‘Saying Black Lives Matter is a Human Rights Issue’
Sabally was selected second overall in the 2020 Draft and will make her first WNBA appearance when the league’s new season tips off on Saturday in Bradenton, Florida.
During the opening weekend, when all 12 teams will be in action, all aspects of the game and player outfitting will be designed to affirm Black Lives Matter and honour victims of police brutality and racial violence.
Team uniforms will display the name of Breonna Taylor, the medical shot and killed by plainclothes police officers in Louisville in March.
On Thursday, Sabally, who was born in New York but moved to Berlin at an early age, joined former NBA player Caron Butler to discuss her unique experiences of racism.
“I grew up in Gambia and Germany but I was born in America. I lived in America for three years. It’s really like, ‘where am I from? What can I say?’,” she said.
“Often times, in whatever country I am in, I am not that. It’s conflicting, sometimes, but it also shows me that every issue I have experienced happens in other countries as well.
“The same way COVID-19 is a global pandemic, racism is a global pandemic as well. It’s ridiculous how my dad is treated. It’s different to how I am treated because (my skin) is lighter (than his) and it is significantly different to how my mum, who is white, is being treated.
“As a black person in Germany, you are always being asked where you are from. It happens (in the States) because of my accent but not (in the sense of asking) ‘why are you black? That’s a question that happens in Germany a lot. Where are you from basically means what else are you because you can’t be fully German. That’s just something minor but it happens all around.”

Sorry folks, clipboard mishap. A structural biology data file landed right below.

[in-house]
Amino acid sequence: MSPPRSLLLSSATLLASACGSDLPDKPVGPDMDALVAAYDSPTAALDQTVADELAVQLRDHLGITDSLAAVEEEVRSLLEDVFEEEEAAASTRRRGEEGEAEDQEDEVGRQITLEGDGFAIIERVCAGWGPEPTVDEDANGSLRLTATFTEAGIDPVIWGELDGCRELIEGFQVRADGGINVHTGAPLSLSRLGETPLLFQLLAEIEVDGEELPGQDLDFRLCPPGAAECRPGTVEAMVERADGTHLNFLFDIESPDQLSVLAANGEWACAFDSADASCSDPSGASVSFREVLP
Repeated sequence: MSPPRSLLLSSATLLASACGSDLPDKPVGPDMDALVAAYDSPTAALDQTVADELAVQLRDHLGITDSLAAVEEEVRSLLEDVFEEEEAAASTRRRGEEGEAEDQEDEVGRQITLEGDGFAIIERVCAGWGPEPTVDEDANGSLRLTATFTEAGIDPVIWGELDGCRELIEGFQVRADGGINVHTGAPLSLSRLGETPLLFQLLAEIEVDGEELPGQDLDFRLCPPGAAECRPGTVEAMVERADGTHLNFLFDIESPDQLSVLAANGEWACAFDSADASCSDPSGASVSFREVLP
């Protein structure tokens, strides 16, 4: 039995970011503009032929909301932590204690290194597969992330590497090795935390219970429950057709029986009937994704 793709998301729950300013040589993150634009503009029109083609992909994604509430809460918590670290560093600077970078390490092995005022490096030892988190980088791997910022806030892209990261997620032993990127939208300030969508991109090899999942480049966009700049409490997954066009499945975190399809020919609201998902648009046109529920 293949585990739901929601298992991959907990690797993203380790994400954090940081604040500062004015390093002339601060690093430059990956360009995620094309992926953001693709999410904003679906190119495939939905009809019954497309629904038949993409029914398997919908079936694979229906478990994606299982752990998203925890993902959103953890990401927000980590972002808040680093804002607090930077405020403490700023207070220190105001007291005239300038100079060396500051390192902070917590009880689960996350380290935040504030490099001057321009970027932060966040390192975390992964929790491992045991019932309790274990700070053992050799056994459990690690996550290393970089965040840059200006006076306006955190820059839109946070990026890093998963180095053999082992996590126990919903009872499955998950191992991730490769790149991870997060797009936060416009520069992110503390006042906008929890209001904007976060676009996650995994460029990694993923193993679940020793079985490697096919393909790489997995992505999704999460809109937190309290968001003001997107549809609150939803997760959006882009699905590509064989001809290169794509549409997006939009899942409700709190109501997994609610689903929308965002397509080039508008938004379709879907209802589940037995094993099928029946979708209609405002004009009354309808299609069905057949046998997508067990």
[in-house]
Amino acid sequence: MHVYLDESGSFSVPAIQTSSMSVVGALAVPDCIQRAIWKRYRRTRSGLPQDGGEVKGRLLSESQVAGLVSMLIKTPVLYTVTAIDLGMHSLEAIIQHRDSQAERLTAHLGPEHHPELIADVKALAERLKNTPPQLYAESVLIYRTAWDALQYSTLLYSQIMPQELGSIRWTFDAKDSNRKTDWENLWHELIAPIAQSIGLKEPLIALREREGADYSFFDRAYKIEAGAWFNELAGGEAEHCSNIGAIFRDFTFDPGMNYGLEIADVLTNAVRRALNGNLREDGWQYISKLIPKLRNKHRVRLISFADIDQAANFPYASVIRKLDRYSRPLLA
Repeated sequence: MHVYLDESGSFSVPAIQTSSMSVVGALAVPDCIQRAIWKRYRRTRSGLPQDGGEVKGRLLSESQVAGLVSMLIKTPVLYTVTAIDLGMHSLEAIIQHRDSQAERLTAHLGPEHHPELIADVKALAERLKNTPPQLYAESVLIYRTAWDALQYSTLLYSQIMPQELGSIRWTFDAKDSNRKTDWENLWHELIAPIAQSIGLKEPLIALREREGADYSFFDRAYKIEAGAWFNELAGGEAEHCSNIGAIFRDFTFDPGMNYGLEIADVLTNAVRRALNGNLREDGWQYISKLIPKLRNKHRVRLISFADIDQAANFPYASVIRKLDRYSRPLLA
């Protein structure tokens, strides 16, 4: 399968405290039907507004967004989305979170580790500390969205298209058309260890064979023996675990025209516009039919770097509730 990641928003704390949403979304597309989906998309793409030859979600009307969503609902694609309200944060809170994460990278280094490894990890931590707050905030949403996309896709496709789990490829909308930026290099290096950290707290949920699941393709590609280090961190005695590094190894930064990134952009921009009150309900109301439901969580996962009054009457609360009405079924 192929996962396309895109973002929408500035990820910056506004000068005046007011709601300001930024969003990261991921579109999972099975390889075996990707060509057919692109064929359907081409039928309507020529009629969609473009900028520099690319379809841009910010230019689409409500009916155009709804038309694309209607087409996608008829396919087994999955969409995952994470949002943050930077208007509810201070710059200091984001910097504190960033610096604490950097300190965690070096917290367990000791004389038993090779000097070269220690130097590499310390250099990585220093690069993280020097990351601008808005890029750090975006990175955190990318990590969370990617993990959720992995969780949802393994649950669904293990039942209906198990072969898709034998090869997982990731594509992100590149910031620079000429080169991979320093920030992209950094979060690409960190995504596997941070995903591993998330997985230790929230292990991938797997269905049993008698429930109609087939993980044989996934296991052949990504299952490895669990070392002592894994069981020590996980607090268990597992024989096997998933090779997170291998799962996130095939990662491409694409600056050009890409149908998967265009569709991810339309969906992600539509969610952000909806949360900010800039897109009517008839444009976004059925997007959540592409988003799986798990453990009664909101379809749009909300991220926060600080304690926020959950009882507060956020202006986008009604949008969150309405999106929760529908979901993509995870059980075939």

Sabally also explained how growing up in Germany had exposed her to racism at school and in social situations.
“I always feel like there is this thing around black people not being smart. In school I always had to work harder. I always had to justify that I was good in school. Those little comments, ‘Oh, you got an A!’,” she said.
“I would be with my brothers at a zoo. Every time I would go to a zoo there was always one comment like ‘go back where you come from’ or ‘go into the monkey cages’.
Those experiences have done nothing to quell the enthusiasm Sabally feels about the worldwide demonstrations for racial and social justice that have taken place in the wake of the killing of George Floyd.
“I am very hopeful,” she said. “I have seen countless demonstrations going on in Germany up to this day. It makes me so happy. Demonstrations going on in Portland, where people have taken the streets in fighting for justice.
“Saying ‘Black Lives Matter’ is nothing political, it’s a human rights issue. I am hopeful cause I see that people are out there fighting and speaking up. I just love how this conversation hasn’t died on us.”
Sabally also had a message for people unable or unwilling to understand the commitment and tenacity of social justice protesters.
“Black people have had to live through all these experiences that you are tired of hearing about it,” she said. “If you are tired of hearing these things on your Instagram feed or whatever you follow, just imagine how black people feel after centuries of speaking up and demonstrating.
“They are tired. We are tired of having to say the same things over and over again.”